1 cup roasted pecans (roast in oven at 250F for 20 minutes.) You could also use walnuts or almonds

1/2 cup olive oil

juice of 1 lemon

2 cloves garlic


Put everything is a food processor and blend.


You get a little bitter taste from the leaves and a sweet taste from the pecans. I put this on everything. My favorite way to eat this pesto is to put it on eggs and toast.


There are many other ways to use dandelions for example,

Use dandelions in salads

Saute them with onions and add to mashed potatoes

Boil them with the flowers buds and eat with butter and salt

We have also tried these recipes in the past.

Dandelion Fritters

Dandelion Lemonade

Dandelion cookies



What’s Cookin’….Granola

Well last week I showed you how to make yogurt. This week I will show you how to make something to put on your yogurt, granola! My kids love granola,  me too, but it is really expensive to buy. This recipe is easy, inexpensive, and you can make as much as you want. I make this recipe once a week but you could make more if you have a larger family or really like granola.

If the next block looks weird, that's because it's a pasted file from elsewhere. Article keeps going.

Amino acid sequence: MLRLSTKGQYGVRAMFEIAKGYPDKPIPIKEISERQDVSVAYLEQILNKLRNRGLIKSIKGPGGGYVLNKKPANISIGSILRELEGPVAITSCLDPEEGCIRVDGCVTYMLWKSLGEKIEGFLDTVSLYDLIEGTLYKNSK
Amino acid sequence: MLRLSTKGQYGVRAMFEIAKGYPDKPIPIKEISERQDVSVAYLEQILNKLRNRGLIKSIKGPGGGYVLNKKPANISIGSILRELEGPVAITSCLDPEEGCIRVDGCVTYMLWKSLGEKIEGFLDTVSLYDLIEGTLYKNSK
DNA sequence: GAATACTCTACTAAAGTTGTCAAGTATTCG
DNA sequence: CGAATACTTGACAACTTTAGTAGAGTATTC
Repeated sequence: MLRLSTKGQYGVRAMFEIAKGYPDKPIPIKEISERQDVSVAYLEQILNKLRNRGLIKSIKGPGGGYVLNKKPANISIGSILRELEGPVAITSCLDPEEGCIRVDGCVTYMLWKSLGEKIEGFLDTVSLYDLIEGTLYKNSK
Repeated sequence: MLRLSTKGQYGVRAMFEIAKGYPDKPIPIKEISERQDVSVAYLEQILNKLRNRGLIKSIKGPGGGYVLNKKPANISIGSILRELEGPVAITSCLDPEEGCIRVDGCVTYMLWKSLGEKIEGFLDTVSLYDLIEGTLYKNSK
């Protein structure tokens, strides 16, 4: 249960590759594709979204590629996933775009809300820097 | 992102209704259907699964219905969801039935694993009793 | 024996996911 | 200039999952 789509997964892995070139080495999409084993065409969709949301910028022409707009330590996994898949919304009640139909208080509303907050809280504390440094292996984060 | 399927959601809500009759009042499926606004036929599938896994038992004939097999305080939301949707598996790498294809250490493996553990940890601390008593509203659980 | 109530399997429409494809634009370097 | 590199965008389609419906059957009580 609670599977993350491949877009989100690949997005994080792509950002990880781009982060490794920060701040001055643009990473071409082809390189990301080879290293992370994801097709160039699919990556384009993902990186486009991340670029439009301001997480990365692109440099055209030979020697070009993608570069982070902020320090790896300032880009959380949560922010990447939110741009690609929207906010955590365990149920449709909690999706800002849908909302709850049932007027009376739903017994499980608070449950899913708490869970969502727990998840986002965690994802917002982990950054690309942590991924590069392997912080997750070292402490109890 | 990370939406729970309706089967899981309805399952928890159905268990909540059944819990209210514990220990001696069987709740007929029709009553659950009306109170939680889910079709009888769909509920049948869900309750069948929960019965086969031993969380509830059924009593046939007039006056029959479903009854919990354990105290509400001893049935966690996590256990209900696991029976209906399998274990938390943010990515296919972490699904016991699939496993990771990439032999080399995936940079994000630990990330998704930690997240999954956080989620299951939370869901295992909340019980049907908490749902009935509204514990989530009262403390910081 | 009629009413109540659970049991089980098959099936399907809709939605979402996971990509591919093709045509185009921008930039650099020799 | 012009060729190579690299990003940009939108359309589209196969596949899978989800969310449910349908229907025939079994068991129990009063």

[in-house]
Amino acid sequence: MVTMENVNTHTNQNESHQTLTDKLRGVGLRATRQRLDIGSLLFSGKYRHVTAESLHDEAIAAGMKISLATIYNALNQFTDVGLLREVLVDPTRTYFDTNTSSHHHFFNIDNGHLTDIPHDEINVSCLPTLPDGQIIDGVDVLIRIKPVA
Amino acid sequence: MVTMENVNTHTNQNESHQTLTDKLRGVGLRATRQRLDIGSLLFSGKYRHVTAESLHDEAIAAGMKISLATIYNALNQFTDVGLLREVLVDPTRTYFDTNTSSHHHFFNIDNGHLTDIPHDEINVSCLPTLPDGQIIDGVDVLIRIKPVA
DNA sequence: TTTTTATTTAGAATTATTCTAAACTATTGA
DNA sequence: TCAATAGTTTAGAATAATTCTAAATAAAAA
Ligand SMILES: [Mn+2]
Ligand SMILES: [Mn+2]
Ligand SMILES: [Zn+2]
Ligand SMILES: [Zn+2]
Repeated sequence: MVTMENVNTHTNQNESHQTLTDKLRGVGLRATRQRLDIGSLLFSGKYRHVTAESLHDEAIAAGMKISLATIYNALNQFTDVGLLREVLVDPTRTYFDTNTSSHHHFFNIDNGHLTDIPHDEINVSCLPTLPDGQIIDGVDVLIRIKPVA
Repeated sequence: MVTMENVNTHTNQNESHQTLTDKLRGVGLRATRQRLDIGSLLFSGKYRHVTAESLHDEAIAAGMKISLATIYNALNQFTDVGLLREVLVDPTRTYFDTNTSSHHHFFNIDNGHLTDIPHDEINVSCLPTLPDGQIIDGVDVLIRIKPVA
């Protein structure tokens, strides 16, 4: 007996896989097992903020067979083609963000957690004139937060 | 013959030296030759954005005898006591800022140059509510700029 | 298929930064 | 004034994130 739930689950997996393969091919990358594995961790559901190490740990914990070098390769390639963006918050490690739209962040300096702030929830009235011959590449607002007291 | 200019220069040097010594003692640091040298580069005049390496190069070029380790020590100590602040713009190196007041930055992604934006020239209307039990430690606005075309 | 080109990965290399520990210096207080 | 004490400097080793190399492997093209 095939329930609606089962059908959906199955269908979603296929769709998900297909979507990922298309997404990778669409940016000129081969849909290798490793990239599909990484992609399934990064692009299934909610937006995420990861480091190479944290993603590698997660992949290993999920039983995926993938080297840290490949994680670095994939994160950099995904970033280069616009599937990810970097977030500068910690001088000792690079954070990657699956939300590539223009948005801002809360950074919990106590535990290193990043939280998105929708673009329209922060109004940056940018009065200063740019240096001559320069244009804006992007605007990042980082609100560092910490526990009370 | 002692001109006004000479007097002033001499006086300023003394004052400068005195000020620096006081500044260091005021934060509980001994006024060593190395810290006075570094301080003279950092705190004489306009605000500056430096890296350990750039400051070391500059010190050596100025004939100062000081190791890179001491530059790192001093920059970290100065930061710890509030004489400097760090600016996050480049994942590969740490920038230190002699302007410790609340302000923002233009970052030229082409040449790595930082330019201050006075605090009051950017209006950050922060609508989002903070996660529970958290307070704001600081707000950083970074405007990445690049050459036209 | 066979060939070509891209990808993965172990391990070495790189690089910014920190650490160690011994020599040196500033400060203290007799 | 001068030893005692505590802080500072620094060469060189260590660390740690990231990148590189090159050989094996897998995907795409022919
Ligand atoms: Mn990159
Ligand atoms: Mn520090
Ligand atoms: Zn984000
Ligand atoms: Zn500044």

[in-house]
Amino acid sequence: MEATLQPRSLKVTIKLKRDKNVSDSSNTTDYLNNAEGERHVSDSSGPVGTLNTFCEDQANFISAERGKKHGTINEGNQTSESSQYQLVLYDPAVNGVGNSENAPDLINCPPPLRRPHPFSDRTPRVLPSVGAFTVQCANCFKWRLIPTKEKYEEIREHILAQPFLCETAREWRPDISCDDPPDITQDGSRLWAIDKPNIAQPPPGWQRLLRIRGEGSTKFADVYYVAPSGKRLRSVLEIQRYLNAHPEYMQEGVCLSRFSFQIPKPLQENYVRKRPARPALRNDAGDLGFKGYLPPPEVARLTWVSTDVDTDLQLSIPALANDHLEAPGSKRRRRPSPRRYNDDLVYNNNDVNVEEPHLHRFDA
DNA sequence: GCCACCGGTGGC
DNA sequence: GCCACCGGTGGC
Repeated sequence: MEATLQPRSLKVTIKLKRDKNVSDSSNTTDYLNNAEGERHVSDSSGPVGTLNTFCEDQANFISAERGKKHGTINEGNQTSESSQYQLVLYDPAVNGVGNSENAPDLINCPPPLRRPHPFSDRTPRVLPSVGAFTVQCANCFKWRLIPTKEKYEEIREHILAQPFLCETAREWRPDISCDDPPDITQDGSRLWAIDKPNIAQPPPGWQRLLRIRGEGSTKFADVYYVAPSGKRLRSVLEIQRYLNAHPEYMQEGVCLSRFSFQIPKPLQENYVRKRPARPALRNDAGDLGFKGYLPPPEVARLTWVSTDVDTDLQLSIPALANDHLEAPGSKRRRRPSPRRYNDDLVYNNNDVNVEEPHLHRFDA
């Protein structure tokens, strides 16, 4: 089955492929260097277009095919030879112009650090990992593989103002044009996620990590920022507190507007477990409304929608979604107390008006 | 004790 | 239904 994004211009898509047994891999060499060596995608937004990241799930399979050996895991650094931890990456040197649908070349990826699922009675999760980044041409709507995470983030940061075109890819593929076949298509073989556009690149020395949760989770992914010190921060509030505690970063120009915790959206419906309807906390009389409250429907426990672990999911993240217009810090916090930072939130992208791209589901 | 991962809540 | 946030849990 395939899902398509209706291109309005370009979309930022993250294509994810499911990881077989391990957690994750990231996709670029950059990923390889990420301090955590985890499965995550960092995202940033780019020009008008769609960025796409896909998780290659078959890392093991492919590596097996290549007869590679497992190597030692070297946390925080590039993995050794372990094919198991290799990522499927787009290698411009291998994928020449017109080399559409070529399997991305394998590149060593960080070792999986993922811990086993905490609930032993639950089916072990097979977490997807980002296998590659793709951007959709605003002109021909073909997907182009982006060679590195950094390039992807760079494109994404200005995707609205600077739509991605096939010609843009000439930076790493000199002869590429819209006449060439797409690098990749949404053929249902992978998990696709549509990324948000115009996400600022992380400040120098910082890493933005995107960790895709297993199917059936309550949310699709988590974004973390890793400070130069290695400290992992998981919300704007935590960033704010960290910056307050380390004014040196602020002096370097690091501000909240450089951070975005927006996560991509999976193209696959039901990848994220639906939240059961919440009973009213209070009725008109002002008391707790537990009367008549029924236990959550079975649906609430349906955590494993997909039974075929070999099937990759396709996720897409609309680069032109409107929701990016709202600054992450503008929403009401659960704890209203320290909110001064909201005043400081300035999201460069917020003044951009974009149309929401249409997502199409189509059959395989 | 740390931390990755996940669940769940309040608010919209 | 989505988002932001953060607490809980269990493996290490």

2 cups rolled oats and 2 cups quick oats, or any combination

2 cups shredded coconut

1 cup chopped pecans, or any nuts you wish. (optional)

1 cup dried fruit (optional)

1/4 cup melted coconut oil

3/4 cup maple syrup

1/2 tsp salt


Here’s how you make it!

First mix the dry ingredients: oats, coconut, nuts, salt, dried fruit.


Next melt the coconut oi. Mix the oil and maple syrup into the dry ingredients.